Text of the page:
The prophet Nehemiah recognised the seriousness of mixed marriages, and went to great extremes to remedy the situation before the rebuilding of the Temple could be finished. He wrote:
"Now the rest of the people ... all those who had separated themselves from the peoples of the lands to the law of God ... taking on themselves a curse and an oath to walk in God's law ... that we will not give our daughters to the peoples of the land or take their daughters for our sons." (Nehemiah 10:28-31)
"In those days I also saw that the Jews had married women from Ashdod, Ammon and Moab. As for their children, half spoke in the language of Ashdod, and none of them was able to speak the language of Judah, but the language of his own people. So I contended with them and cursed them and struck some of them and pulled out their hair, and made them swear by God, "You shall not give your daughters to their sons not take of their daughters for your sons or for yourselves. Did not Solomon king of Israel sin regarding these things? Yet among the many nations there was no king like him, and he was loved by his God, and God made him king over all Israel; nevertheless the foreign women caused even him to sin. Do we then hear about you that you have committed all this great evil by acting unfaithfully against our God by marrying foreign women." (Nehemiah 13:23-27)
Here, Nehemiah calls mixed marriages, "sin" and a "great evil" and an "unfaithfulness against our God." Not even the wise, king Solomon could save himself from the fall that most often comes because the unrighteous member pulls down the righteous member within a mixed marriage.
Parents of covenant families must carefully guide their children in the process of choosing a life partner. The criteria for a suitable partner for a member of the covenant must be much more than perceived physical beauty (Genesis 6:1-8). There must be considerations that concord with God's comment in Genesis 2:18:
The Lord God said, "It is not good for the man to be alone. I will make a helper suitable for him." The latter phrase being translated variously:
"who is right for him" (NCV)
"a companion who will help him" (NLT)
"an help meet for him" (AV)
"a helper comparable to him" (NKJV)
"a helper fit for him" (RSV)
"a helper as his partner" (NRSV)
"a helpmate, like this" (Darby)
"a suitable partner for him" (NAB)
Keeping in mind that God says, "I will make ... for him." Which the Apostle Paul explains means:
"Nor was man created for the woman, but woman for the man." (I Corinthians 11:9)
Therefore, in choosing a wife for their son, the family needs to consider whether the candidate will be: "right" religiously and spiritually; "a companion" socially, intellectually and emotionally; "a helper" physically, domestically and vocationally; "comparable" in social status and gifting.
A mixed marraige can be delaterious for a young man who has a clear call of God upon his life. Commenting on Leviticus 21:14, R. J. Rushdoony writes:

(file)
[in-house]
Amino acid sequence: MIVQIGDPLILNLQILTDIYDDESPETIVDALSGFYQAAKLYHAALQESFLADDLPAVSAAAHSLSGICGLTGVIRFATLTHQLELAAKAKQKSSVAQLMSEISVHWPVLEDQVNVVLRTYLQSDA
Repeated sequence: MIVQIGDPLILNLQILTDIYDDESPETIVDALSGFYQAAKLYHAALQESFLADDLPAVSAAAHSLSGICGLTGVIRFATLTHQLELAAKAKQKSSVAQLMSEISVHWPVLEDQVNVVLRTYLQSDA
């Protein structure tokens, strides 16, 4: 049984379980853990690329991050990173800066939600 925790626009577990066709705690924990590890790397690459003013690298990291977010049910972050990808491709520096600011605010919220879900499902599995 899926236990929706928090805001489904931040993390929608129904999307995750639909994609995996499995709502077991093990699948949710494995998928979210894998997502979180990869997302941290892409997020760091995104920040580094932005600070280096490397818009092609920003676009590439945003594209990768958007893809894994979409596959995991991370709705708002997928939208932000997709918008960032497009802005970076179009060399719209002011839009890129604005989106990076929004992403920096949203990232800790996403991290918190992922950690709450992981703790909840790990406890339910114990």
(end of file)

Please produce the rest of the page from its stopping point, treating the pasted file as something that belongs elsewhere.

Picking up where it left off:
"Some have held that 'he shall take a virgin of his own people to wife' means wedding a girl of the tribe of Levi, someone reared in the culture of a holy calling. The point is a very important one. The more important a man's calling in terms of the Kingdom of God, the more essential is his wife's compatibility to that calling and to the strains, duties, and responsibilities it imposes. The importance of a wife in a marriage is determined by her husband's work and her relevance to it. Similarly, the more important a man's calling, the more deleterious a wife can become by importing alien standards and demands.
"Closely related to this, as has been recognized, is v 15. A man's seed, his progeny, is profaned and grows up outside a man's calling if the woman who rears his children is at odds with or indifferent to his calling. This is serious for all men, but supremely so for a hight priest. Because it is the Lord who sanctifies us (v 15), we dare not profane our seed by unsuitable marriages. The covenant man is warned against all such unions: 2. A good man obtaineth favour of the Lord; but a man of wicked devices will be condemned. 4. A virtuous woman is a crown to her husband; but she that maketh ashamed is as rottenness in his bones. (Proverbs 12:2, 4) It is better to dwell in a corner of the housetop, than with a brawling woman in a wide house. (Proverbs 21:9; cf. 25:24)
These verses give us an interesting perspective. The "man of wicked devices" is condemned by God, and the word has a legal framework; God passes judgment against such a man. This is not the case with a bad wife, i.e., God does not bring judgment on her. This is why she is so dangerous, and why God warns us against bad unions, because such a woman can profane a man's seed. (Rushdoony, R. J. 2005. Leviticus. pp. 281-282)
And here is the reason that God pronounces such a severe judgment upon the union of the Sons of God with the Daughters of Men in Genesis 6:1-8. The defilement of humanity that arises out of mixed marriages can reach such a low point in the general population; there is such a confusion between darkeness and light, and between faith and unbelief, that God has to start all over again in setting Himself apart a godly line. This is preceded by general judgment, through which the wicked are wiped from the face of the earth, and a remnant of the righteous are preserved to recommence God's plan of glorifying the Name of His Son, and extending His kingdom in time and throughout the earth.
Christian parents, it is a sin for a child of God's covenant to marry anyone outside of the covenant. To do so is to introduce into the covenant family and covenant community wickedness that eminates from an inclination of the thoughts of the heart that are only evil all the time. Christian parents, guide your children in the choice of their life's partner, and choose very carefully. Failure to do so will evoke God's judgment upon your family, and will contribute to the moral decline of the community that you live in. It is very serious business.